According to the World Health Organization (WHO), more than 17.9 million people die because of cardiovascular diseases every year. Out of these deaths, 80% occur due to coronary heart diseases (such as a heart attack) and cerebrovascular diseases (such as strokes). Many people assume that men are more affected by a heart attack than women.
But, in their digital conference of 2020, the European Society of Cardiology stated that women are more likely to die after a heart attack than men. But that stands true only for women post-menopause, which means after their menses have stopped.
Estrogen protects women from heart diseases
The European scientists conducted a study on 2,000 patients, 1,778 men and 222 women under the age of 45 years, who were admitted to the hospital with the complaint of a heart attack between 1998 and 2002. It was also noted that smoking, alcohol consumption, high cholesterol levels and diabetes were more prevalent in men than women.
After a follow-up of 20 years, it was found that women were less likely to have a second heart attack as compared to men. However, the cases of strokes were higher in women. The scientists stated that the better prognosis in women was due to the fact that women have healthier arteries. It was found that in men, cardiac issues arose due to blocked arteries while in women they occurred due to other reasons such as coronary dissection, which has a better chance of getting treated with a lower risk of recurring.
The scientists further added that women, prior to menopause, have an apt amount of estrogen in their body, which protects the heart from all the possible damage.
Radiomics: A better technique to scan heart diseases in women
It is an established fact that men and women’s organs are different due to different levels of hormones in their body. But this makes it difficult for doctors to diagnose cardiac issues in women as they may present with symptoms that are different from those seen in men.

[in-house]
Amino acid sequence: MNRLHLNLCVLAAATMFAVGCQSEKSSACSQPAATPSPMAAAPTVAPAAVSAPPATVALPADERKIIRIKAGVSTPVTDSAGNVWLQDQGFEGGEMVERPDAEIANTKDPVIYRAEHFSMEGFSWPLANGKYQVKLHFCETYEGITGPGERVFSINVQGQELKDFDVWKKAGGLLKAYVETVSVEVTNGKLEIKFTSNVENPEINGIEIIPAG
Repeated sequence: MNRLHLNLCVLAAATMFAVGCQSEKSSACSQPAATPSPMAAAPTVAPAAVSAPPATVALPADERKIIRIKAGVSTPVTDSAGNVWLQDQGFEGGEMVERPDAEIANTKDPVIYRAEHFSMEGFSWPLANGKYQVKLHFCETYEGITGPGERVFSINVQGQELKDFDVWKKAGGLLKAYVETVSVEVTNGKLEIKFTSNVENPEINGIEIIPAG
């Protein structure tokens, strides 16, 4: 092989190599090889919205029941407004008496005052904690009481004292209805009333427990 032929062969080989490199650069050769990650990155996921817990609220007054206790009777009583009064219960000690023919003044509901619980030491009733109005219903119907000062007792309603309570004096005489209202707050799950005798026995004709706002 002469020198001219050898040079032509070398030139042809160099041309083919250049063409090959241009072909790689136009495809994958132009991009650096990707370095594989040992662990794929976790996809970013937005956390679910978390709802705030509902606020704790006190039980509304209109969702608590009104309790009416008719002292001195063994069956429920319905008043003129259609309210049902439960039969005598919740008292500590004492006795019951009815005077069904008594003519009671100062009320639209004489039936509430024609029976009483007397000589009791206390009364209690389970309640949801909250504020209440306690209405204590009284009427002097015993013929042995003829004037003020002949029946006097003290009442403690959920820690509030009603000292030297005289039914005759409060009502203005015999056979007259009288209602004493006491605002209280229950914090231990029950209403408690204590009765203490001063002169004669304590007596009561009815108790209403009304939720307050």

It has been reported that women suffer more from tissue damage, scarring and stiffness in the muscle whereas men have a coarse heart muscle with a larger surface.
However, a new in-depth scanning method called radiomics can help in visualising the condition of the heart in a better way. Radiomics is already being used in diagnosing cancer.
To test the effectiveness of this imaging technique, scientists did MRI scans on the hearts of 309 men and 358 women in the age group of 45 to 74.
After that, the scientists used radiomics to examine the left ventricle, which is the main pumping chamber of the heart.
It was seen that the heart muscles of the older females appeared brighter in radiomics scans, which may indicate damage and stiffness.
With this study, the scientists concluded that this could be one of the reasons why women suffer from a condition where their heart pumps normally but is unable to get enough blood around the body. This is the reason for heart failure in at least half of the cases in females.
The scientists believe that this scan can help in diagnosing women, and men, faster and more accurately.
For more information, read our article on Women’s health.
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